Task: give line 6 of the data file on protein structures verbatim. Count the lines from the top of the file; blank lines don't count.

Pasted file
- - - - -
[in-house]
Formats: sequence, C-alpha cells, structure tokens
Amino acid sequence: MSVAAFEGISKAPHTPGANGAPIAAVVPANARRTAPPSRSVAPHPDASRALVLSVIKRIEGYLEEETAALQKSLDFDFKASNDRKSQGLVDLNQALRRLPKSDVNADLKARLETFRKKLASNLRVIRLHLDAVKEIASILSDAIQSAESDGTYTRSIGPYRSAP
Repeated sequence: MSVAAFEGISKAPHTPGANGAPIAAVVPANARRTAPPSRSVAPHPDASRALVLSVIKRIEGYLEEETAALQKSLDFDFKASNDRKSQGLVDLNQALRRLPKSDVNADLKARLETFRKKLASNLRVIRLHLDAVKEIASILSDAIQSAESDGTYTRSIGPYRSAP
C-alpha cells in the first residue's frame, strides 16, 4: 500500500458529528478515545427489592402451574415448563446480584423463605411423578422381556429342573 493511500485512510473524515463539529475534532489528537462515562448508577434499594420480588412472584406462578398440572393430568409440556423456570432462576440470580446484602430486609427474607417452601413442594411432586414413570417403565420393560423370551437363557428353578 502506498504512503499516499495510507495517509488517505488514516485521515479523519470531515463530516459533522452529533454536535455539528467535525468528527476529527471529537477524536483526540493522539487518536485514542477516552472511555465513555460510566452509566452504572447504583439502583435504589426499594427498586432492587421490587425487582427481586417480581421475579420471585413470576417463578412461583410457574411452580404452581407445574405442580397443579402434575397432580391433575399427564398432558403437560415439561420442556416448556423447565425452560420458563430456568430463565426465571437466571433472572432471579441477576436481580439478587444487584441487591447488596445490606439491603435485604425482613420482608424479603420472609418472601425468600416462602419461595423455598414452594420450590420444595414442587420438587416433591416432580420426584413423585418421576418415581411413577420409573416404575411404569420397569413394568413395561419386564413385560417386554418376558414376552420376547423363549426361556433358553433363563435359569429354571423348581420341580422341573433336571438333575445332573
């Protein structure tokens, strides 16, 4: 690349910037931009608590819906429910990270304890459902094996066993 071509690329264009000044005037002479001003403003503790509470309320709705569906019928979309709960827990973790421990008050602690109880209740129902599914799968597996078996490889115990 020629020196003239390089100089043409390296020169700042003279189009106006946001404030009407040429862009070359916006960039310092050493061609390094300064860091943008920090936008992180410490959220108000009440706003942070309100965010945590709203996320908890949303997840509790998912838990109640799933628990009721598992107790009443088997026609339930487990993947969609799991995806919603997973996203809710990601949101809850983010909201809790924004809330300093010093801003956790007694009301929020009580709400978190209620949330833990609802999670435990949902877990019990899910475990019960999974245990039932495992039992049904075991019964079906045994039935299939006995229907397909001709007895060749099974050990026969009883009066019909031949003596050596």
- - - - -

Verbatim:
């Protein structure tokens, strides 16, 4: 690349910037931009608590819906429910990270304890459902094996066993 071509690329264009000044005037002479001003403003503790509470309320709705569906019928979309709960827990973790421990008050602690109880209740129902599914799968597996078996490889115990 020629020196003239390089100089043409390296020169700042003279189009106006946001404030009407040429862009070359916006960039310092050493061609390094300064860091943008920090936008992180410490959220108000009440706003942070309100965010945590709203996320908890949303997840509790998912838990109640799933628990009721598992107790009443088997026609339930487990993947969609799991995806919603997973996203809710990601949101809850983010909201809790924004809330300093010093801003956790007694009301929020009580709400978190209620949330833990609802999670435990949902877990019990899910475990019960999974245990039932495992039992049904075991019964079906045994039935299939006995229907397909001709007895060749099974050990026969009883009066019909031949003596050596």